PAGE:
Omar Karmi
The National
December 19, 2009 - 1:00am

In spite of political stalemates on all fronts, it was a relatively good week for Mahmoud Abbas, the president of the Palestinian Authority and the head of the Palestine Liberation Organisation.

On Wednesday, the PLO’s Central Council voted to extend his term in office at least until new elections are held. Mr Abbas has said that he will not run for re-election for president of the PA, but a new opinion poll found that were he to stand and elections be held now, Mr Abbas would take 54 per cent of the vote, comfortably beating Ismail Haniyeh, the Hamas prime minister, by 16 per cent. This is in spite of a similar proportion of Palestinians, 57 per cent, supporting his decision not to run for re-election.

Moreover, Mr Abbas’s Fatah faction maintained a similar advantage over Hamas in the event of parliamentary elections, standing to secure 43 per cent to Hamas’ 27 per cent.

The poll, from the Palestinian Centre for Policy and Survey Research, also found that the single most popular Palestinian politician was Marwan Barghouti, the imprisoned Fatah leader whom Hamas is negotiating to have released as part of a swap deal for a captured Israeli soldier held in Gaza.

Mr Barghouti, who is serving multiple life sentences in an Israeli prison, would garner 67 per cent of the vote were he, rather than Mr Abbas, to run against Mr Haniyeh in any presidential elections.

It is not all good news for Fatah, however. In spite of a concerted effort to push the blame onto Hamas, an overwhelming majority of Palestinians blame both factions for the division between the West Bank and Gaza, while the two governments score similar approval ratings and a slightly higher percentage of Gazans, perhaps counter-intuitively, feel that their personal security is improving.

Hamas, moreover, does not seem perturbed by the opinion polls. The Islamist movement celebrated its 22nd anniversary on Monday by bringing some 100,000 supporters onto the streets of Gaza.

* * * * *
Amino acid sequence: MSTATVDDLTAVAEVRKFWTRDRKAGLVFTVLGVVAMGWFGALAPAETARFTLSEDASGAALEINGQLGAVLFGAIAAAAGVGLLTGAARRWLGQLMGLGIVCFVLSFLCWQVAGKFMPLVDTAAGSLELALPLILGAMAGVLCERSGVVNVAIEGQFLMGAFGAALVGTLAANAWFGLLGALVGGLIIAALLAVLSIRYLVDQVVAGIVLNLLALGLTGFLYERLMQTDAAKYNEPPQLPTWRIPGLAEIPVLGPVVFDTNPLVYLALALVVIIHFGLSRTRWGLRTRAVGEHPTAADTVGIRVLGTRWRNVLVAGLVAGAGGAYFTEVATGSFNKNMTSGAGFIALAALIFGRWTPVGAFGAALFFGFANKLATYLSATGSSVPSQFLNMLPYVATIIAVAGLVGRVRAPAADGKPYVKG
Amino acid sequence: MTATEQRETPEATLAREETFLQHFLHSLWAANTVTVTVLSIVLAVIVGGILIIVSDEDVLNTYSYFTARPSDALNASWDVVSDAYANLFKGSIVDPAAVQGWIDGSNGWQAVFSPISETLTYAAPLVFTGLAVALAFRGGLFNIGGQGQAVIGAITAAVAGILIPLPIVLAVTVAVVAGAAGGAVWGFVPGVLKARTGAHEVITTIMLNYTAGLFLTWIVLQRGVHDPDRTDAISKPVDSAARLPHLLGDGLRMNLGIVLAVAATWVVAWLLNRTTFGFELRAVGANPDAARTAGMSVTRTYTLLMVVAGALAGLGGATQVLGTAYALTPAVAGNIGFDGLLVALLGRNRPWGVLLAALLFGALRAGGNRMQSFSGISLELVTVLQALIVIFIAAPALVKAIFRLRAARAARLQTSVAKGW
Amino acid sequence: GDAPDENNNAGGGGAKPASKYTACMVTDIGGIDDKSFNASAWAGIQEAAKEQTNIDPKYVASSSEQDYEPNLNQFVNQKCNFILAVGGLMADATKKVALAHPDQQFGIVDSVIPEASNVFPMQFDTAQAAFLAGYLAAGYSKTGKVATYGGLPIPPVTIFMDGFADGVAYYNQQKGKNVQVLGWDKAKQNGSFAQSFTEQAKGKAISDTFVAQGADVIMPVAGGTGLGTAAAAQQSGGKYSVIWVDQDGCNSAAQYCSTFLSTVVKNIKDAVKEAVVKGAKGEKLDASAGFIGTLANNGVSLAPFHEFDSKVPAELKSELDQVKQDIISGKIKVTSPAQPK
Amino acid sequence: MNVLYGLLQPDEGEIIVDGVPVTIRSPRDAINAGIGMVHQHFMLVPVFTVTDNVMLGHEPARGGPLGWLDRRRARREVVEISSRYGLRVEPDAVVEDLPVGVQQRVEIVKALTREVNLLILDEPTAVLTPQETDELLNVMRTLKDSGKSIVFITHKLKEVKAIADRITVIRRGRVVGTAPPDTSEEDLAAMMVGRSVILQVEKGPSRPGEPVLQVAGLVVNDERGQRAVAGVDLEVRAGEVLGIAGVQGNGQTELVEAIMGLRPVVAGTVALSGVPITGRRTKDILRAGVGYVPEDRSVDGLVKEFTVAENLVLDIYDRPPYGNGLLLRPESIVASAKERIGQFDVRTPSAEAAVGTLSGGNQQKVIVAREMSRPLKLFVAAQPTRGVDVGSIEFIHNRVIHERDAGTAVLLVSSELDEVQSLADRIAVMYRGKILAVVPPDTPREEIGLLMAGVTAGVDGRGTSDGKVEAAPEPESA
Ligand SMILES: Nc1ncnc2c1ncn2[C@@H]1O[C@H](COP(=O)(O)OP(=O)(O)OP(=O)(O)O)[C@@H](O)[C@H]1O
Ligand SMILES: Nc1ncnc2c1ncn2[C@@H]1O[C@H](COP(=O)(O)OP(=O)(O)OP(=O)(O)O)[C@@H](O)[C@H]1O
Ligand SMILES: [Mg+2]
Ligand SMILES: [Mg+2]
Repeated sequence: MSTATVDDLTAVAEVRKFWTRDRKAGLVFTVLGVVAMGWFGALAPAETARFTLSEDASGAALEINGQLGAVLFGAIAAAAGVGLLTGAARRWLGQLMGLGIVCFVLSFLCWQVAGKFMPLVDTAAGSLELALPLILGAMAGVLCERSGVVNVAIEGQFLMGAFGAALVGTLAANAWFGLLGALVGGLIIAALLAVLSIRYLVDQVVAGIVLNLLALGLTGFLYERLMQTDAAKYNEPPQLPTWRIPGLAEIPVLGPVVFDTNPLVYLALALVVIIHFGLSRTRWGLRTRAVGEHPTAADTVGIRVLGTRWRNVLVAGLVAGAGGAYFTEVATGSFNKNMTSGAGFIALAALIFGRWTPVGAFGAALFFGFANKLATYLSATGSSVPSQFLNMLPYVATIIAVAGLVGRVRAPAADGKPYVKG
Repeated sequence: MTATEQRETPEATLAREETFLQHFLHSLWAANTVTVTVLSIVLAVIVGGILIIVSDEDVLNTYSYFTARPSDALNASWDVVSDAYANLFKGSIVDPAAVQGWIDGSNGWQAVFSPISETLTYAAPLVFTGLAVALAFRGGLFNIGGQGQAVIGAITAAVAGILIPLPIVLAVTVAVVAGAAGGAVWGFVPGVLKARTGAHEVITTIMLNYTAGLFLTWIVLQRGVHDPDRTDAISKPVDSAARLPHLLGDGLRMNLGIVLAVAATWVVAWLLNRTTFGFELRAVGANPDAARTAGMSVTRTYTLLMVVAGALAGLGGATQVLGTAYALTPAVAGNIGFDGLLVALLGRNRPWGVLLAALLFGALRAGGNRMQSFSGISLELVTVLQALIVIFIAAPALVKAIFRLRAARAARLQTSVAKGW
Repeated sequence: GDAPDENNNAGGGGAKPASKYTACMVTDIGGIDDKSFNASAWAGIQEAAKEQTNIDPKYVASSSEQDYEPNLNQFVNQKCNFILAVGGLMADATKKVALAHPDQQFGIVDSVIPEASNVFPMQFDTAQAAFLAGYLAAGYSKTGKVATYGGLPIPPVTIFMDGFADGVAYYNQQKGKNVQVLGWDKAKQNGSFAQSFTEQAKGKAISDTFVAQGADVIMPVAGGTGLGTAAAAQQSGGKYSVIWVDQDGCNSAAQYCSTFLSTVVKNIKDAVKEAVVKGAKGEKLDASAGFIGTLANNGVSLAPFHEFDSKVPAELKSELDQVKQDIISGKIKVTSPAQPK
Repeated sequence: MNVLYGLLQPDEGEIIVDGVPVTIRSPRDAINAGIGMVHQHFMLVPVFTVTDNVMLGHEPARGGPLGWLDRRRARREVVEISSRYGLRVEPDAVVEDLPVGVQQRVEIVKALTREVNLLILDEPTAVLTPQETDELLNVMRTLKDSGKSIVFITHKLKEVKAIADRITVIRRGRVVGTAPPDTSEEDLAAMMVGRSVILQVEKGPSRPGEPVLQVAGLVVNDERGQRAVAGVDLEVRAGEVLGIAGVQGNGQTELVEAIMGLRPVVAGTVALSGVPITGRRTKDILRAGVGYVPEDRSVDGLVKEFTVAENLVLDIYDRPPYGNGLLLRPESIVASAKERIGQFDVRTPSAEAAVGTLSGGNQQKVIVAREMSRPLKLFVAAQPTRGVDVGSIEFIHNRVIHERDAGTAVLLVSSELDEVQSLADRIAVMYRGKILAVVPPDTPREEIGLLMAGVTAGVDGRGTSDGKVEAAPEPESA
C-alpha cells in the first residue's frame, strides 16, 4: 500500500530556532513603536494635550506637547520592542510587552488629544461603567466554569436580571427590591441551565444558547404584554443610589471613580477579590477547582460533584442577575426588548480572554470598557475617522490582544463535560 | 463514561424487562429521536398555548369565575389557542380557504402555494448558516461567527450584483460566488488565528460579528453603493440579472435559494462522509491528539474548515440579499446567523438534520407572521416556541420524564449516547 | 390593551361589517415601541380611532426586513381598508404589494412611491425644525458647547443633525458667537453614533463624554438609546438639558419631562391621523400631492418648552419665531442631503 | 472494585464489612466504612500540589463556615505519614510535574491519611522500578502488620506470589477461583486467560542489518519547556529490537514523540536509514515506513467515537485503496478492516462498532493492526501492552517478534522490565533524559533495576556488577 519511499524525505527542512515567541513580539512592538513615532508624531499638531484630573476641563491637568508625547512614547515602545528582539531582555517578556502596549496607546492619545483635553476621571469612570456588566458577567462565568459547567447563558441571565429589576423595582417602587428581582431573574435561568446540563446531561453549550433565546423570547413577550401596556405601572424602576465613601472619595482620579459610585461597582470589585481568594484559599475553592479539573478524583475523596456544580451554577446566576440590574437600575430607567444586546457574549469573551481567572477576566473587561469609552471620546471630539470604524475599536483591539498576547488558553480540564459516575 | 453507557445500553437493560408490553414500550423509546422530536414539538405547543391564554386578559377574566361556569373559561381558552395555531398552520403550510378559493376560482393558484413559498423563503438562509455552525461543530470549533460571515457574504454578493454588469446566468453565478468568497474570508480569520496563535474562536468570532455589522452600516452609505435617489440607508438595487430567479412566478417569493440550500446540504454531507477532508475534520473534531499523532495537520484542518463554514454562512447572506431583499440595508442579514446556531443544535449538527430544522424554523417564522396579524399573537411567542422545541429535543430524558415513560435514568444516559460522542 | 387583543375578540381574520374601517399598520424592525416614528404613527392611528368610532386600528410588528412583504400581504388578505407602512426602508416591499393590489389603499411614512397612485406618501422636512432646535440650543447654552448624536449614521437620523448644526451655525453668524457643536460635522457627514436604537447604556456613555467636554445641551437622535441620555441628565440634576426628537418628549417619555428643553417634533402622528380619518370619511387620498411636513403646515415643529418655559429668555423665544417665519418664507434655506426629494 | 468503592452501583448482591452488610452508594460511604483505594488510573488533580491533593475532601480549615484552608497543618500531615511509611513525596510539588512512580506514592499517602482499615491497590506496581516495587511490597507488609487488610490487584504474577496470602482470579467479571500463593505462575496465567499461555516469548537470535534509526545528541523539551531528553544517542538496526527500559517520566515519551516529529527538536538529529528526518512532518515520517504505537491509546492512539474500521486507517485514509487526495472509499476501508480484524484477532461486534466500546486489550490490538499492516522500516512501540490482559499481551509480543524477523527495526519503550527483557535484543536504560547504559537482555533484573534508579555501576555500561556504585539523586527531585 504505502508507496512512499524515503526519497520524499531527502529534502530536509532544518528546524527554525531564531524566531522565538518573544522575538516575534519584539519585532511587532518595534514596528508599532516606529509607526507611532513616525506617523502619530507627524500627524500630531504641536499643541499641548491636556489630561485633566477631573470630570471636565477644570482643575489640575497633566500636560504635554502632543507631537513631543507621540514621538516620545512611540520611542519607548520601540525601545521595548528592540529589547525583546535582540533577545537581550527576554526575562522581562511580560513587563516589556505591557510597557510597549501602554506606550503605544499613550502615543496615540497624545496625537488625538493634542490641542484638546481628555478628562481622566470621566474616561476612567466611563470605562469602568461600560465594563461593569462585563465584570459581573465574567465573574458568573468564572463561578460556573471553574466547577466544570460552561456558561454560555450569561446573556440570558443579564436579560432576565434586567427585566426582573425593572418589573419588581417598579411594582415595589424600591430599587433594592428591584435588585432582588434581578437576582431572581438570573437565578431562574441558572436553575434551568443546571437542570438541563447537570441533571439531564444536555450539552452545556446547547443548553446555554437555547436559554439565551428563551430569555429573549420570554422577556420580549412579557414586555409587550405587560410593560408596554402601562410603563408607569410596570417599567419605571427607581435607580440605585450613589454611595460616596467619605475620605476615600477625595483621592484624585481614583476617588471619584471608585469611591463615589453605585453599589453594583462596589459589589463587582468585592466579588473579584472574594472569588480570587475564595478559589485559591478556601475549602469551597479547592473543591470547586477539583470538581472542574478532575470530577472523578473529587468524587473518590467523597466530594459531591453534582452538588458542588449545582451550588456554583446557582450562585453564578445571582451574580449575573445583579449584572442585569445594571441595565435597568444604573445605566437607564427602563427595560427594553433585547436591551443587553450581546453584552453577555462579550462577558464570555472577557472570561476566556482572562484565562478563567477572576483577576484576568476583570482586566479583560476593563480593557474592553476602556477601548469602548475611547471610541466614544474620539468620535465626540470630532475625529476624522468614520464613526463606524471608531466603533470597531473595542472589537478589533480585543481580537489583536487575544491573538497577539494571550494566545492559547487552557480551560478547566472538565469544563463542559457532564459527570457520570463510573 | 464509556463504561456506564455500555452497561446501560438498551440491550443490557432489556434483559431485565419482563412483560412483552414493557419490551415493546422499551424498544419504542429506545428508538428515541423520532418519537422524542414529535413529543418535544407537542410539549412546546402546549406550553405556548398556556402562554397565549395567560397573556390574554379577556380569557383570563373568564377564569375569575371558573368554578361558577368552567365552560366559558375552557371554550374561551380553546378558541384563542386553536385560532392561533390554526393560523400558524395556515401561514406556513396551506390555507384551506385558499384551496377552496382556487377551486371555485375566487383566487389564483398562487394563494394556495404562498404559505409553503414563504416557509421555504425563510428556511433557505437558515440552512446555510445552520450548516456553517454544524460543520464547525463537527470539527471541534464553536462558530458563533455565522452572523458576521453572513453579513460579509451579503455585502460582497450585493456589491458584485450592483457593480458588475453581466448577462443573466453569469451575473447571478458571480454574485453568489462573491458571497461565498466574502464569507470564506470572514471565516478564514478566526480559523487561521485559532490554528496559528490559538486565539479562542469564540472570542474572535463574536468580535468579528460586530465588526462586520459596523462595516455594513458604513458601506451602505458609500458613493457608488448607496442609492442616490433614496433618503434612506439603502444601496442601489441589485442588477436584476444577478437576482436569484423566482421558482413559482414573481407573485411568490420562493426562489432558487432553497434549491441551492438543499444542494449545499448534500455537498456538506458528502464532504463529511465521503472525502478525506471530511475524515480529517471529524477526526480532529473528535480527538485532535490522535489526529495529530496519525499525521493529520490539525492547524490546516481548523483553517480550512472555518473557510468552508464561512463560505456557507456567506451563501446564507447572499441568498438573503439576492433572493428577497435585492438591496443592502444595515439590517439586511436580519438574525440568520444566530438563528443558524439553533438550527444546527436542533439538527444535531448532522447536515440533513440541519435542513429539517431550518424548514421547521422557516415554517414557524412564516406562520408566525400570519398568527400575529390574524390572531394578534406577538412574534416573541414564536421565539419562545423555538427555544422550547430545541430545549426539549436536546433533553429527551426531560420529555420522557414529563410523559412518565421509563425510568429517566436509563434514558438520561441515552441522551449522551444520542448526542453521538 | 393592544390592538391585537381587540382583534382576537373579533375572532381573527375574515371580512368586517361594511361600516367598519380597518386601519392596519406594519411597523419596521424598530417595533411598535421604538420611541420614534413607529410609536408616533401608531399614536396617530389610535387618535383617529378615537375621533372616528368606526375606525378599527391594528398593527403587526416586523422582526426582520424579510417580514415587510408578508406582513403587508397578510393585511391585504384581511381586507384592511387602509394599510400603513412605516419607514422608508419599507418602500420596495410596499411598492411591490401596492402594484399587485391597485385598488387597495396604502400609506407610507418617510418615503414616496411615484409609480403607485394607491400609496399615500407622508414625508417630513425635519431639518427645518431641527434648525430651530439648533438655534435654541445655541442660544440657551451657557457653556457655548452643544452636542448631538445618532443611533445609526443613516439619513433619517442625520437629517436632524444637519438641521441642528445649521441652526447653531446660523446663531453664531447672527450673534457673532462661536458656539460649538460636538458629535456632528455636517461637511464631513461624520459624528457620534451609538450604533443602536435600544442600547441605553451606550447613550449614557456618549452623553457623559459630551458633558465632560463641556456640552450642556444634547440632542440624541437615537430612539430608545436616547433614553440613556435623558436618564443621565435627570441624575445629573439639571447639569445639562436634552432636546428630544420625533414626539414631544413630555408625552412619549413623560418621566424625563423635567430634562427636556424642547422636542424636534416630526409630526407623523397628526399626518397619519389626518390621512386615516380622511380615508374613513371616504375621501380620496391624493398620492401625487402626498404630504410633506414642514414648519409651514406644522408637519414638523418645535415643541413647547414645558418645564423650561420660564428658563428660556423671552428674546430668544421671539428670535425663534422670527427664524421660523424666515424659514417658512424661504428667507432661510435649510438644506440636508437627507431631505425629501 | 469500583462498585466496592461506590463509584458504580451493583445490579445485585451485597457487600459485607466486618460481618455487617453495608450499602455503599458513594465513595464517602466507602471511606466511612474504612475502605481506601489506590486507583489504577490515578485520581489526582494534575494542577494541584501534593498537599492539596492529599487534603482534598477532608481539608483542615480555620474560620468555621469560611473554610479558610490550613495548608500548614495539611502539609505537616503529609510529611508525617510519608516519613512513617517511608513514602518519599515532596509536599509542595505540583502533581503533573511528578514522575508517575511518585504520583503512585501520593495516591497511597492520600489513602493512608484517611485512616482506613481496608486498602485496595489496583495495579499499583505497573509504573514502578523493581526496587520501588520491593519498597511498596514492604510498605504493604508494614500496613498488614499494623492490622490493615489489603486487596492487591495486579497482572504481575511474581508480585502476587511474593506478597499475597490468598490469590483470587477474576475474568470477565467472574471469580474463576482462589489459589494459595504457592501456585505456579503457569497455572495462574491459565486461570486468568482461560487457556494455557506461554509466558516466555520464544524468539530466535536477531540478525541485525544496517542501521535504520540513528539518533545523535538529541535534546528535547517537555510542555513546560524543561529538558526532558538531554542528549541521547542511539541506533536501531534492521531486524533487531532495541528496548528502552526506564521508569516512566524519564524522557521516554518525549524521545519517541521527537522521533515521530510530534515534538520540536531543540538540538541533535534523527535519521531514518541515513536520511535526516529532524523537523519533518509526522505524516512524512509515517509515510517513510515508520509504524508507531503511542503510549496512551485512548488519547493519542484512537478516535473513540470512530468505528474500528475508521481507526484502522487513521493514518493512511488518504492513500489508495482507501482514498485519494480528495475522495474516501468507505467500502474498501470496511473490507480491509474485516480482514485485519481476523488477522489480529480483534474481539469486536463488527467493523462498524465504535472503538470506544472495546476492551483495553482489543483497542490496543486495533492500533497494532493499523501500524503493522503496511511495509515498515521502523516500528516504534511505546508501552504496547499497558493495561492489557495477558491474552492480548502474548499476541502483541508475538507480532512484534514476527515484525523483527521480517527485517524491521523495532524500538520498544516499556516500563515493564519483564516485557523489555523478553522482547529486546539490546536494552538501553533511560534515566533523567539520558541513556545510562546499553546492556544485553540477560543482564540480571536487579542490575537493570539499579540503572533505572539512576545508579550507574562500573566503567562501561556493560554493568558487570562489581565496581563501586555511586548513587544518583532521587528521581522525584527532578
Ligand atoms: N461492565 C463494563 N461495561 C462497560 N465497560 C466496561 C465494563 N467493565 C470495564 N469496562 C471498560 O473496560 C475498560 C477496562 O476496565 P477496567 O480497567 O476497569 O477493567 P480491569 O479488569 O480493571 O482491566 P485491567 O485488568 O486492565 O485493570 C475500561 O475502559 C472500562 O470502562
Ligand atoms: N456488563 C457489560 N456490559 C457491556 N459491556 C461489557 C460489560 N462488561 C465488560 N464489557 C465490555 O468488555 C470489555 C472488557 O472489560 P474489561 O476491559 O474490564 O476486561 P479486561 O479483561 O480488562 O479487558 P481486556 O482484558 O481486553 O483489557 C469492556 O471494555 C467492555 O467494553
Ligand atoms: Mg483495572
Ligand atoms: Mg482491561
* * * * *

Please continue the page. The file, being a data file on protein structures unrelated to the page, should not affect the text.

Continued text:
In addition, no new elections will be held until a unity agreement is struck between the Palestinian factions, and Hamas is insisting that an Egyptian proposal currently on the table and already signed by Fatah is still in need of clarification.

Mahmoud Ramahi, a Hamas politician from Ramallah, also said that polls were likely to be misleading and that Hamas’s popular base was growing daily.

“At the moment, people are a little afraid of participating in Hamas events,” Mr Ramahi said on Monday.

“But I assure you, we know our base and we know that we are more popular than ever.”

He pointed out that prior to the 2006 parliamentary elections, every single poll had predicted that Fatah would win a narrow victory. Hamas, instead, secured an overwhelming majority in the Palestinian Legislative Council.

George Giacaman, a political scientist at Birzeit University in Ramallah, said, however, it would be wrong to conclude that Palestinian polls were untrustworthy based on that election.

“The main pollsters all use the same methodology as anywhere else in the world and it was not just Palestinian polls that got the 2006 elections wrong.”

Certainly, Palestinian public opinion appears a fickle beast. Two months ago, an opinion poll found that Mr Abbas’s popularity had dropped below Mr Haniyeh’s and that Hamas and Fatah were running neck-and-neck.

That poll, by the Jerusalem Media and Communications Centre, was taken in the immediate aftermath of the Goldstone report furore, where Mr Abbas and the PLO leadership had looked complicit in a decision to support the deferral of a vote in the UN on the investigation into possible war crimes during Israel’s offensive in Gaza last year.

Mr Giacaman suggested that Palestinians were uniquely attuned to political developments because they so quickly and directly affected their lives and hence polls could swing dramatically depending on when they are taken. “Politics, in the broad sense of the term, has an immediate impact on people’s daily lives. This is not just about major developments, like the Goldstone report. People are very attuned to what happens in Israel, because it immediately impacts their daily lives.”


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